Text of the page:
All dog owners should also keep a wet, frozen towel in the freezer to help with suspected symptoms of heatstroke. A cold towel will provide your pet with some relief while you wait for the appointment.

Indoor activities

If it’s just too hot outside, there are lots of ways you can exercise and mentally stimulate your pet indoors. To provide an instant cooled way for your pets to play, simply take a toy that has been placed in the freezer for a few hours, such as a ball or rope chew, and let your pet play as normal. Dogs love frozen balloons filled with water and small amounts of chicken stock to entice them to play and exercise indoors.

Supervised water play is another way to keep your dog’s body temperature at a healthy and optimum level during summer. Larger breeds of dogs will enjoy a paddling pool filled with cold water in a garden, while smaller breeds and puppies will benefit from playing in a large wash basin or bath.

If you have to decrease the number or duration of your walks or daily exercise, you may need to decrease your dog’s food intake slightly to ensure it doesn’t gain weight in the summer months.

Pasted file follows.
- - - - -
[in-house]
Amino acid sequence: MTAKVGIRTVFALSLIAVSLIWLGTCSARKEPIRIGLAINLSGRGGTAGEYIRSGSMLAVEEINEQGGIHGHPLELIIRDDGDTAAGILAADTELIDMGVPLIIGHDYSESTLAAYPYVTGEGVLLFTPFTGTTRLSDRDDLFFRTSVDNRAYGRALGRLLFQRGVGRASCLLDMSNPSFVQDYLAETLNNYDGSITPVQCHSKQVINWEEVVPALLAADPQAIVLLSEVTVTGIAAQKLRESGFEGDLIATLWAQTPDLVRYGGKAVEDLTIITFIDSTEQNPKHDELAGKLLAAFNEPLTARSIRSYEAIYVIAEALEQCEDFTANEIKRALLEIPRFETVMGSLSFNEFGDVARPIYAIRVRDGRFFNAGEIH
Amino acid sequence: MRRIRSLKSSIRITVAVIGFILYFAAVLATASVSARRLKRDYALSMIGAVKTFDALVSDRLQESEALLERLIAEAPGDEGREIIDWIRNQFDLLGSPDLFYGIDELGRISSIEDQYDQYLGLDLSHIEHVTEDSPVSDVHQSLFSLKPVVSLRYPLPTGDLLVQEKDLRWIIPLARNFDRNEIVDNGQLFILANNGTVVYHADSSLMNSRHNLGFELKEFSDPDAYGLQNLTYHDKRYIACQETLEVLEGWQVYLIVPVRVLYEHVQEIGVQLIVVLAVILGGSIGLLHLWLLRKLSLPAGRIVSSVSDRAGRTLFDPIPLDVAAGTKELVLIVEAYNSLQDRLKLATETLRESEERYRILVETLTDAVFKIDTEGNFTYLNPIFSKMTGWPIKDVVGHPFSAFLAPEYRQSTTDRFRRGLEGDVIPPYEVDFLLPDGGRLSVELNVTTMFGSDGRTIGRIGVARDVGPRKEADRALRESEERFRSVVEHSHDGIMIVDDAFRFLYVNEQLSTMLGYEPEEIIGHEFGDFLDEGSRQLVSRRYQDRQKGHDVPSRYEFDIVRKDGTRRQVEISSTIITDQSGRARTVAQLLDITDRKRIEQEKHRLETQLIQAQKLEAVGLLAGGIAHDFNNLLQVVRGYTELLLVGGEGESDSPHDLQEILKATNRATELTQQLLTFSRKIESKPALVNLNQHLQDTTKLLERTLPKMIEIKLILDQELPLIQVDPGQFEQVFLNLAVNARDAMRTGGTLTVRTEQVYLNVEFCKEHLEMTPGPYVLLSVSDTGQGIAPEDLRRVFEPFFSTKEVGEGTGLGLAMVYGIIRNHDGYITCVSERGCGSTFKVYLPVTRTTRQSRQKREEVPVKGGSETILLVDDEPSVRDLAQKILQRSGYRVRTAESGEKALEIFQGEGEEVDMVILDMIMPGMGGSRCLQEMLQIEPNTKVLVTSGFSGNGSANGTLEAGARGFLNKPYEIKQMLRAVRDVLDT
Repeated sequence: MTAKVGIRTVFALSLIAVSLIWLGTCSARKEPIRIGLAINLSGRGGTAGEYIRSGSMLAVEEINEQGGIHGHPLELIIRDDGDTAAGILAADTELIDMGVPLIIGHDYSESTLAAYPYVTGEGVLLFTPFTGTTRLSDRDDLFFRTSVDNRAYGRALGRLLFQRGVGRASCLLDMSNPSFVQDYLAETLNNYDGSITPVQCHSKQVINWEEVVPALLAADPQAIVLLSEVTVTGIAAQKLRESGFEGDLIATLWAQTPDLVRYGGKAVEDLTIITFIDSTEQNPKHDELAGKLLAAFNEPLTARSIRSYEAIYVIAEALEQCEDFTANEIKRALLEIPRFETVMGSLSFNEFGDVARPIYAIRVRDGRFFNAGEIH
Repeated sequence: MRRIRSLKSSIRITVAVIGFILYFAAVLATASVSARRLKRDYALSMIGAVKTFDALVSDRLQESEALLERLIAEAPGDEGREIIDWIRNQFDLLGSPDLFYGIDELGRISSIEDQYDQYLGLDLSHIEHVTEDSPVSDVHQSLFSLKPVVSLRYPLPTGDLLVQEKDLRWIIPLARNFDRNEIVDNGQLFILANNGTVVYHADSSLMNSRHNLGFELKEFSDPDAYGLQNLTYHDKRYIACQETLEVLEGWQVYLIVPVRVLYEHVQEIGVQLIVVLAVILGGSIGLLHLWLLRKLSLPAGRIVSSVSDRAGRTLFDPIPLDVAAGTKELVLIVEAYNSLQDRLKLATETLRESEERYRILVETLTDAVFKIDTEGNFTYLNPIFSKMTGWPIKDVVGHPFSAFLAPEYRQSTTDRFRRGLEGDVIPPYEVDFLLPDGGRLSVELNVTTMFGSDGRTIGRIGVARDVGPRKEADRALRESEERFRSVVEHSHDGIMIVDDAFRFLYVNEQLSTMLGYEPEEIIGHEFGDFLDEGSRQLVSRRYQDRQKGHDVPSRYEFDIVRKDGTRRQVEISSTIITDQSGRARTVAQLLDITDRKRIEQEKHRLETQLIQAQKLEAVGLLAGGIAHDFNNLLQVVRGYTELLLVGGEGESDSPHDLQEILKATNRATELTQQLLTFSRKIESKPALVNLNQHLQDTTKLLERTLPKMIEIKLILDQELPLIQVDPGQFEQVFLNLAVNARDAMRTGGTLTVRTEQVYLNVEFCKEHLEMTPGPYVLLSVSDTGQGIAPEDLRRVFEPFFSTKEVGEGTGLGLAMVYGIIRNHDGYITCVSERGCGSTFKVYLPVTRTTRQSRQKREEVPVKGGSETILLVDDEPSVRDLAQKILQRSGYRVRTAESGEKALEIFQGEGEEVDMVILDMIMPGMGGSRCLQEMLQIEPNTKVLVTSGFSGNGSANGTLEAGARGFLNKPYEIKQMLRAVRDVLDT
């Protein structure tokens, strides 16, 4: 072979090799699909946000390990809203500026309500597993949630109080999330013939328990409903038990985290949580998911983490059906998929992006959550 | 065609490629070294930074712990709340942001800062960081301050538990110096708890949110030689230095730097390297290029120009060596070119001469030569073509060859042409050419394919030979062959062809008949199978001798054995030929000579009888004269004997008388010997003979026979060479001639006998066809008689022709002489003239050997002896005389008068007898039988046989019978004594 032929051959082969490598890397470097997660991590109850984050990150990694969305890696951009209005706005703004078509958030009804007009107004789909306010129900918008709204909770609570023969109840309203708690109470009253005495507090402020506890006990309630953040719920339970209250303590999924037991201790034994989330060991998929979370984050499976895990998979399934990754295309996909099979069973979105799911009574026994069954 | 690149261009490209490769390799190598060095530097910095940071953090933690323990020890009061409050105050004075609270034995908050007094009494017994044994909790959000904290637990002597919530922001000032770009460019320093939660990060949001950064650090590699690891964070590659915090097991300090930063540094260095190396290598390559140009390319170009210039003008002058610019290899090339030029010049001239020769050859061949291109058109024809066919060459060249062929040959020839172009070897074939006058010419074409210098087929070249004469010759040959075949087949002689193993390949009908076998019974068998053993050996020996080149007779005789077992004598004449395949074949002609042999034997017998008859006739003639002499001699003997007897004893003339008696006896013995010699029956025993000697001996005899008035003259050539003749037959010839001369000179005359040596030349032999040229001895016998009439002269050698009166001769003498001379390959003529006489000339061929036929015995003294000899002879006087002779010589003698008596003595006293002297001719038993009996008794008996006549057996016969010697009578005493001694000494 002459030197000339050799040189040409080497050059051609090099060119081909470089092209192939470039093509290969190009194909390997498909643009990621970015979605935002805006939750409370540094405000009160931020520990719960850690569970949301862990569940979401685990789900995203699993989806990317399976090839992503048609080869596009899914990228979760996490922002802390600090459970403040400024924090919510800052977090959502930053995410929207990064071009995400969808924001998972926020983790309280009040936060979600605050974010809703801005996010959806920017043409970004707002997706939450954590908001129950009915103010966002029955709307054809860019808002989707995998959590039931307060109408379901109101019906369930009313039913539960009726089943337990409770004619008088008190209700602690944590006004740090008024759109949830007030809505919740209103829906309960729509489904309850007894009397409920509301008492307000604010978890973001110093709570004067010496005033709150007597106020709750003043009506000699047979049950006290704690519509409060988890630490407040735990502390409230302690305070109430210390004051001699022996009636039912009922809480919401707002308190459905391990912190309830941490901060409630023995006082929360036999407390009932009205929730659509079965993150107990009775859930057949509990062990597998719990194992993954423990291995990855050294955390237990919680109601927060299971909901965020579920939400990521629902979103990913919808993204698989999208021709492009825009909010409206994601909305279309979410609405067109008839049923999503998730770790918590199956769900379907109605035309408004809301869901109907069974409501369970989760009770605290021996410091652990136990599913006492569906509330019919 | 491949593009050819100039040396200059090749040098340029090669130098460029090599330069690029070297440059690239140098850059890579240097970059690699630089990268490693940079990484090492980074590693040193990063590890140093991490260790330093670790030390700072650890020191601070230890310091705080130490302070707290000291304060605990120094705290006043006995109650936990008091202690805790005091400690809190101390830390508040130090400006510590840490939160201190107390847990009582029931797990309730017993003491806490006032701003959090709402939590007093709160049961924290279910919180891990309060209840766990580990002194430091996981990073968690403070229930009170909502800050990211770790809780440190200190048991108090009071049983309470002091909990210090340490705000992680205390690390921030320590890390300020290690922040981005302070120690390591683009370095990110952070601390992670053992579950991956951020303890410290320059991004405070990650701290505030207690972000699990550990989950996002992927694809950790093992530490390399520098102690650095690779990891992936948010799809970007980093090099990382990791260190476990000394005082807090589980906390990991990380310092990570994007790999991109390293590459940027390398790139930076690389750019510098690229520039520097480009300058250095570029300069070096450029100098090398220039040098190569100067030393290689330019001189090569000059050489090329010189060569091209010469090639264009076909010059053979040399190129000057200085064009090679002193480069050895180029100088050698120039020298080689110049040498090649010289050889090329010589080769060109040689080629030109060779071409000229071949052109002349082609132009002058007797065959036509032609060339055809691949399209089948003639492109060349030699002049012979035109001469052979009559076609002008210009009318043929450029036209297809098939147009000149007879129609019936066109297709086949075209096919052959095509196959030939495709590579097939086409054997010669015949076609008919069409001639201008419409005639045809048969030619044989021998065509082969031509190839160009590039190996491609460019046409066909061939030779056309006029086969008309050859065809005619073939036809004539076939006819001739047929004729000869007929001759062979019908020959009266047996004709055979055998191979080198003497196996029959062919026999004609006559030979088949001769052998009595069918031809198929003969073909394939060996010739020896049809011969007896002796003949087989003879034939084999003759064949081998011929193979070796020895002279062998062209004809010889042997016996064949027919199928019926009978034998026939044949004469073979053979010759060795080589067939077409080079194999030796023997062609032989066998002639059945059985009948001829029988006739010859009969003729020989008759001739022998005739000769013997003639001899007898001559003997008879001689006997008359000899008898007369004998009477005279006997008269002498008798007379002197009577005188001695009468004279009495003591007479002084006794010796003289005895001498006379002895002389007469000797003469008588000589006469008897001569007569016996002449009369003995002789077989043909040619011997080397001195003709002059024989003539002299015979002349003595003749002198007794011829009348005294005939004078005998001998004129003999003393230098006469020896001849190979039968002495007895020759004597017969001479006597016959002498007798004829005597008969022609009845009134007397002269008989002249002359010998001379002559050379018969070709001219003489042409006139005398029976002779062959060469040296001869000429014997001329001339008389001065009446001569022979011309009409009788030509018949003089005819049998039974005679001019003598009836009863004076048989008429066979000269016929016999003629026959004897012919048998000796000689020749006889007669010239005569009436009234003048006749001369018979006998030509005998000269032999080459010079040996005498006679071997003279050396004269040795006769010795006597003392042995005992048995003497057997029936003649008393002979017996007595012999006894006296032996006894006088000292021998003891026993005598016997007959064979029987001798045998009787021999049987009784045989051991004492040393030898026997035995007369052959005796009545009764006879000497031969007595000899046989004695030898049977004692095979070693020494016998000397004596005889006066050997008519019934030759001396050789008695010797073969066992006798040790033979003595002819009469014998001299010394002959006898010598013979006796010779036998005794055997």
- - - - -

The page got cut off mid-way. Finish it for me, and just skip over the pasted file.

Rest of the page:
Before making any changes to your pet’s diet, consult your vet, who will ensure you do this safely and your beloved pet continues to get all of the nutrition it needs to stay fit and healthy.

Cat care

It is not just dogs that can suffer from heatstroke and the effects of hotter weather. Cats are typically adaptive to the heat and will not spend time outside if it is too hot. However, they can suffer from burnt paw pads, like dogs, if a surface is too hot, and it is important to seek the same veterinary care should this or any signs of heatstroke occur.

Cats, like dogs, should have shaded grass areas available for play and exercise, and fluffier, short-nosed breeds should be exercised indoors as much as possible. As homes can heat up as temperatures rise outside, keeping the air conditioning set to a comfortable and safe temperature between 22 and 24 degrees Celsius is best to ensure your pets remain cool.

Pets are family members, and their safety and health are important throughout the year. Summer can be difficult for some pets and pet owners, but following proper pet-care advice can ensure your pet’s well-being. Exercising your pet at the coolest times of day, engaging in more home-based play activities if it is too hot outside, having fresh water available at all times and being able to identify the symptoms of heatstroke and seeking veterinary care if in doubt are ways in which you can protect your pet throughout summer.

After growing up in the Middle East, Dr Sara Elliott completed her veterinary degree at the University of Cambridge, qualifying as the youngest ever veterinary surgeon from Cambridge. After practising on the Isle of Wight, she returned to her roots in the Middle East to work for an established practice, then as a joint owner of a veterinary clinic in Dubai. She operates the first fully licensed veterinary hospital in the UAE.